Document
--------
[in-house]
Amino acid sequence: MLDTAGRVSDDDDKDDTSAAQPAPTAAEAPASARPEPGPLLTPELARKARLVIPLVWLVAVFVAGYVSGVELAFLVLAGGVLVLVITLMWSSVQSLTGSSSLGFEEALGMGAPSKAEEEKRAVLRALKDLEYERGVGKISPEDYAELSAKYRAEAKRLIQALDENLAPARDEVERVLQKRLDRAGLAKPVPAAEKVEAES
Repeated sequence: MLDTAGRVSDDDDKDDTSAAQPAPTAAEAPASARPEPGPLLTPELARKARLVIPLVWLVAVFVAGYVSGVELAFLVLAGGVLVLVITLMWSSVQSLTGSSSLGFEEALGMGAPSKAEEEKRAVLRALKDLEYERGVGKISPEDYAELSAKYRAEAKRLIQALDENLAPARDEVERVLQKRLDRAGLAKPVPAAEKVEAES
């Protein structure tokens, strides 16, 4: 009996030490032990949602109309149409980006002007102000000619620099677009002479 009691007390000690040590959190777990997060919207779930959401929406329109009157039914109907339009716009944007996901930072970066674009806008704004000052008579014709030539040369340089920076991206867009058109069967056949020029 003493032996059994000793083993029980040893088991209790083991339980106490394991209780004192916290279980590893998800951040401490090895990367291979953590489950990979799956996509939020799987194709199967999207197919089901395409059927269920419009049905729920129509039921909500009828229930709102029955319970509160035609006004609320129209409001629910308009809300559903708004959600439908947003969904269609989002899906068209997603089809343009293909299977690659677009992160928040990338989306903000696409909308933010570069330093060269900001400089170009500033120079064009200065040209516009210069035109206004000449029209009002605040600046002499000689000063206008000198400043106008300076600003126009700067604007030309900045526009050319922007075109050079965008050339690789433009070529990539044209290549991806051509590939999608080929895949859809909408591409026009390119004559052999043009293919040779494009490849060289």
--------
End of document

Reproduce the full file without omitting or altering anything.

[in-house]
Amino acid sequence: MLDTAGRVSDDDDKDDTSAAQPAPTAAEAPASARPEPGPLLTPELARKARLVIPLVWLVAVFVAGYVSGVELAFLVLAGGVLVLVITLMWSSVQSLTGSSSLGFEEALGMGAPSKAEEEKRAVLRALKDLEYERGVGKISPEDYAELSAKYRAEAKRLIQALDENLAPARDEVERVLQKRLDRAGLAKPVPAAEKVEAES
Repeated sequence: MLDTAGRVSDDDDKDDTSAAQPAPTAAEAPASARPEPGPLLTPELARKARLVIPLVWLVAVFVAGYVSGVELAFLVLAGGVLVLVITLMWSSVQSLTGSSSLGFEEALGMGAPSKAEEEKRAVLRALKDLEYERGVGKISPEDYAELSAKYRAEAKRLIQALDENLAPARDEVERVLQKRLDRAGLAKPVPAAEKVEAES
């Protein structure tokens, strides 16, 4: 009996030490032990949602109309149409980006002007102000000619620099677009002479 009691007390000690040590959190777990997060919207779930959401929406329109009157039914109907339009716009944007996901930072970066674009806008704004000052008579014709030539040369340089920076991206867009058109069967056949020029 003493032996059994000793083993029980040893088991209790083991339980106490394991209780004192916290279980590893998800951040401490090895990367291979953590489950990979799956996509939020799987194709199967999207197919089901395409059927269920419009049905729920129509039921909500009828229930709102029955319970509160035609006004609320129209409001629910308009809300559903708004959600439908947003969904269609989002899906068209997603089809343009293909299977690659677009992160928040990338989306903000696409909308933010570069330093060269900001400089170009500033120079064009200065040209516009210069035109206004000449029209009002605040600046002499000689000063206008000198400043106008300076600003126009700067604007030309900045526009050319922007075109050079965008050339690789433009070529990539044209290549991806051509590939999608080929895949859809909408591409026009390119004559052999043009293919040779494009490849060289």